4 Aug 2020
By Stephen Irwin, Blackburn Museum Education Officer
Whilst the museum is rightly famous for its collections of books, coins and fine art etc., it is also home to smaller collections and a treasure trove of other artefacts, often individual donations. It is from amongst this latter category that I have drawn the subject for this post.
Working in a museum, you find yourself thinking of the story that might lie in an object’s past and so it is with this small, woman’s powder compact. The compact once held face powder and a small powder puff to apply it. The inside of the lid is a mirror. A portrait of an ocean liner, the RMS Baltic, is painted on the outside of the lid. Compacts like this were sold on the ship, to passengers as souvenirs.
So far, so dull, but what of the ship itself? Here the story gets more interesting. Entirely forgotten today; RMS Baltic had a fascinating history.
The RMS Baltic was launched in 1903; she belonged to the famous White Star line and at the time, she was the largest ship in the world. RMS Baltic was used in the Trans-Atlantic passenger trade; her first captain was Edward Smith, who was later to die as captain of RMS Titanic.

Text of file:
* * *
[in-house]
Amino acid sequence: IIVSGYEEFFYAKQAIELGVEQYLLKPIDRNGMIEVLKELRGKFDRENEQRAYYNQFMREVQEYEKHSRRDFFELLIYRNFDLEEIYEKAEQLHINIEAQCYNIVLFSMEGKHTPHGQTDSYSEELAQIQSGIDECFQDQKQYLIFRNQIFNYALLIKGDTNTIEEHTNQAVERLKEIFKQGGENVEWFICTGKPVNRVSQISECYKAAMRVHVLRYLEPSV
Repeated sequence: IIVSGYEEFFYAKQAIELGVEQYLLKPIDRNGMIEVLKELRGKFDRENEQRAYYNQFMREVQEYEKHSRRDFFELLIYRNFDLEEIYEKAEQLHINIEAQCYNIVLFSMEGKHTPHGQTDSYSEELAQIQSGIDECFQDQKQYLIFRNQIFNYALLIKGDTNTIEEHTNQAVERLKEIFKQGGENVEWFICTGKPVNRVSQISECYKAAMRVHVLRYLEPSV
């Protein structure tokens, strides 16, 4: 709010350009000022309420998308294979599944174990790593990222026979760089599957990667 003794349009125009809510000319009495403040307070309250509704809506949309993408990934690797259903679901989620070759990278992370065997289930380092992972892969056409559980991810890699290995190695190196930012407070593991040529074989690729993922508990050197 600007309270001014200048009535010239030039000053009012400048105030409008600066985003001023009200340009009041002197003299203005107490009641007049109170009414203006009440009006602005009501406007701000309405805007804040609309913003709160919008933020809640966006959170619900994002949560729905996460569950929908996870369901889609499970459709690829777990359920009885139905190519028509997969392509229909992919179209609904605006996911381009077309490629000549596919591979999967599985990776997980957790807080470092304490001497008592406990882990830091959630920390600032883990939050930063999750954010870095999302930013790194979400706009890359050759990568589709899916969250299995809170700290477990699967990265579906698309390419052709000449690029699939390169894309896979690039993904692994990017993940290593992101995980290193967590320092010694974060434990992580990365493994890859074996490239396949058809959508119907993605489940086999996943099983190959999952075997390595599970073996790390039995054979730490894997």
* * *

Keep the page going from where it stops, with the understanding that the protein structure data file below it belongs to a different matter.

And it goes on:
Her claim to fame lay in a swirling bank of fog off the coast of Massachusetts in the early morning of 23rd January 1909. On this day a liner, the SS Republic, was proceeding with caution, when out of the fog loomed another liner, the SS Florida, which hit the SS Republic amidships on the port side, inflicting fatal damage to the ship.
On the SS Republic, wireless operator Jack Binns clambered into the remains of his office, salvaged his radio equipment and began to tap out a distress signal on the Morse key of his radio set. Radio sets like his were a new innovation on ships. A shore station at Nantucket picked up the message and rebroadcast it. The RMS Baltic responded, making her the first ship ever to respond to a radio distress signal.
Arriving at mid-day the RMS Baltic took on board all of the passengers and most of the crews of the two ships – 1,540 people in all. This remains the record for the largest transfer of people between ships at sea.
This rescue seemingly confirmed the decision of the shipping companies not to provide enough lifeboats for everyone on a ship. They thought that in busy shipping lanes a liner equipped with radio would always be able to summon ships to rescue the passengers before it sank. Tragically, the loss of the RMS Titanic, three years later, would brutally disprove this theory.
It is tempting to think that the woman, who bought to our powder compact as a souvenir, was a passenger on that fateful voyage and witness to that momentous rescue. We will never know the answer but it remains a reminder of the days when those majestic ships plied their trade on the world’s seas.